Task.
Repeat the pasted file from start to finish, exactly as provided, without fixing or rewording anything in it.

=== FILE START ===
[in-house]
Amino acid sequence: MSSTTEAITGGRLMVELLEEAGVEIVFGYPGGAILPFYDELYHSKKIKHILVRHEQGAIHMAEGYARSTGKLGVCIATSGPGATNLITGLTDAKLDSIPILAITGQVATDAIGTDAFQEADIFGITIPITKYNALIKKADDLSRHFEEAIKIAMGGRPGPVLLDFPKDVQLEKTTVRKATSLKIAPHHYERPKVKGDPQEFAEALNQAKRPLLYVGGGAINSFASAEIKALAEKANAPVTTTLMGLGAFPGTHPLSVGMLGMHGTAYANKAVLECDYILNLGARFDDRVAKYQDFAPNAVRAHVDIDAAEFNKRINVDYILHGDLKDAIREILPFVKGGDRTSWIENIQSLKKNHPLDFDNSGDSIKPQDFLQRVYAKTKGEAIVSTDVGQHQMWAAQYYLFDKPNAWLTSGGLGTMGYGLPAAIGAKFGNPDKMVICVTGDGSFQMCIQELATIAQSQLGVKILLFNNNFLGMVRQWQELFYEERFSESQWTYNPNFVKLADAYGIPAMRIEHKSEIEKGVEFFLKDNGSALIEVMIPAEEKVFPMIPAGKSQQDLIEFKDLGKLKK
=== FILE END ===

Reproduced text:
[in-house]
Amino acid sequence: MSSTTEAITGGRLMVELLEEAGVEIVFGYPGGAILPFYDELYHSKKIKHILVRHEQGAIHMAEGYARSTGKLGVCIATSGPGATNLITGLTDAKLDSIPILAITGQVATDAIGTDAFQEADIFGITIPITKYNALIKKADDLSRHFEEAIKIAMGGRPGPVLLDFPKDVQLEKTTVRKATSLKIAPHHYERPKVKGDPQEFAEALNQAKRPLLYVGGGAINSFASAEIKALAEKANAPVTTTLMGLGAFPGTHPLSVGMLGMHGTAYANKAVLECDYILNLGARFDDRVAKYQDFAPNAVRAHVDIDAAEFNKRINVDYILHGDLKDAIREILPFVKGGDRTSWIENIQSLKKNHPLDFDNSGDSIKPQDFLQRVYAKTKGEAIVSTDVGQHQMWAAQYYLFDKPNAWLTSGGLGTMGYGLPAAIGAKFGNPDKMVICVTGDGSFQMCIQELATIAQSQLGVKILLFNNNFLGMVRQWQELFYEERFSESQWTYNPNFVKLADAYGIPAMRIEHKSEIEKGVEFFLKDNGSALIEVMIPAEEKVFPMIPAGKSQQDLIEFKDLGKLKK